ABC7's Paul Meincke has the story of one veteran who lived his life as a quiet hero.
Tech Sergeant Harold Weir had just finished a hitch in the Army and along came Pearl Harbor. Off to Europe and combat, where in 1944, Harold was cut down by machine gun fire. He lived, but he was captured, and spent the last seven months of the war as a prisoner in Stalag 17.
Like so many others of his generation, Harold Weir didn't talk much about the war. Whatever pain he felt -- from the bullets still in his back, to the images in his head -- he did not share.
"He truly never slept through a night," said Harold's daughter Donna Weir. "My mom told me that. He would always wake up every night."
Within the last 10 years or so, Harold did recount some of what happened to him, and his youngest daughter Donna pitched him on the idea of taking Honor Flight Chicago, the trip to Washington to visit the monument built in honor of the vets of World War II.
"Actually, I forged his signature on the application because he just didn't want to do it," Donna said. "He wasn't interested, but then as soon as I'd told him what I'd done, he couldn't stop talking about it."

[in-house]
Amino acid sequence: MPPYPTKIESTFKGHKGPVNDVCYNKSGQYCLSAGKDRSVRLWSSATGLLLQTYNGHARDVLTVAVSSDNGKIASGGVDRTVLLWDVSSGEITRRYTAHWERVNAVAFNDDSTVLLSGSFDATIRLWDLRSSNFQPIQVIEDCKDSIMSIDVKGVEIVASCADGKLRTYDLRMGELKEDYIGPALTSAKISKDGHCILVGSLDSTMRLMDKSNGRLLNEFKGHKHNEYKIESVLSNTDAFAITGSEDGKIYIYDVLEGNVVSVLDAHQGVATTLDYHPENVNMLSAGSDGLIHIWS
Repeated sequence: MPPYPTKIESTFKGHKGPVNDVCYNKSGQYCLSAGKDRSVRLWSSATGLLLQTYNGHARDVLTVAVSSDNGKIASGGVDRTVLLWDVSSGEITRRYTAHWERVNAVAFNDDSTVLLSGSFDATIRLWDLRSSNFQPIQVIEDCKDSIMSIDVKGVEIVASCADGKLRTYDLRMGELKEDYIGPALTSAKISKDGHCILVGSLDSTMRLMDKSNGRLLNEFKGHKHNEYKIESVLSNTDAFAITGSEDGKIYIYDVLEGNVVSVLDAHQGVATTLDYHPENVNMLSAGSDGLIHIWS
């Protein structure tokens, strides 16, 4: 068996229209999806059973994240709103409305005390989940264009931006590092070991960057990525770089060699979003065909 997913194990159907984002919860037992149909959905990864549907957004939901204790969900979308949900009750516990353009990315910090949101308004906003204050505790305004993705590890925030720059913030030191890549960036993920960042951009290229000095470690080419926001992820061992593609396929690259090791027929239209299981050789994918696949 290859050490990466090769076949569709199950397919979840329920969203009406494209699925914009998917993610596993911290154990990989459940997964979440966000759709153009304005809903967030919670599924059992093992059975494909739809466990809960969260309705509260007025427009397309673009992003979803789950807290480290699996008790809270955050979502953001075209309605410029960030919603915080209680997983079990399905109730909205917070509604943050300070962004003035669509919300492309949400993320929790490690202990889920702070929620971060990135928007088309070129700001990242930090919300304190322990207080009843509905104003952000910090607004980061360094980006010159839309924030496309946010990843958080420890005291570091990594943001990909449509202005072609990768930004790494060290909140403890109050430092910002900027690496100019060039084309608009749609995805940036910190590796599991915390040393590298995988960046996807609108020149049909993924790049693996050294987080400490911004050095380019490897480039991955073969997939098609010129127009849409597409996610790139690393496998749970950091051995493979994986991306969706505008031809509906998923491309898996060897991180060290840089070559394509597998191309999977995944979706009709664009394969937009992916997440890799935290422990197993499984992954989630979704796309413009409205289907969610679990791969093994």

And so, a week ago Wednesday, Donna and her dad and over 90 of his contemporaries went to Washington -- wheelchairs and walkers -- to see and remember, to be thanked and cheered.
Those who have been before are overwhelmed. Harold was too.
"Truthfully, he's not much of a big smiler, but he was smiling a lot that day," said Donna. "He kept patting me on the back and on a shoulder telling me he was having a great day."
On the flight home, the vets get letters of tribute from family and from people they don't know. Donna said they were hard to read because she was crying too much.
Harold spent the next day reading all the notes to him. And he cried too. Last Thursday evening, he went to bed, and he never woke up. Tech Sergeant Harold Weir, married 62 years, the father of three daughters, died peacefully in his sleep.
"Ninety-two-years-old. To go in your sleep after a fantastic 48 hours has been very comforting for us, but yeah, we miss him," said Donna.
Harold Weir's funeral was last Sunday. His family and many friends gathered to celebrate the life of the quiet guy with the rye sense of humor. His jokes were often referred to by his family as "Haroldisms".
It is a fair bet that Harold didn't see himself as a hero, but he might not have minded too much seeing the word in all those wonderful letters he read before he went to sleep.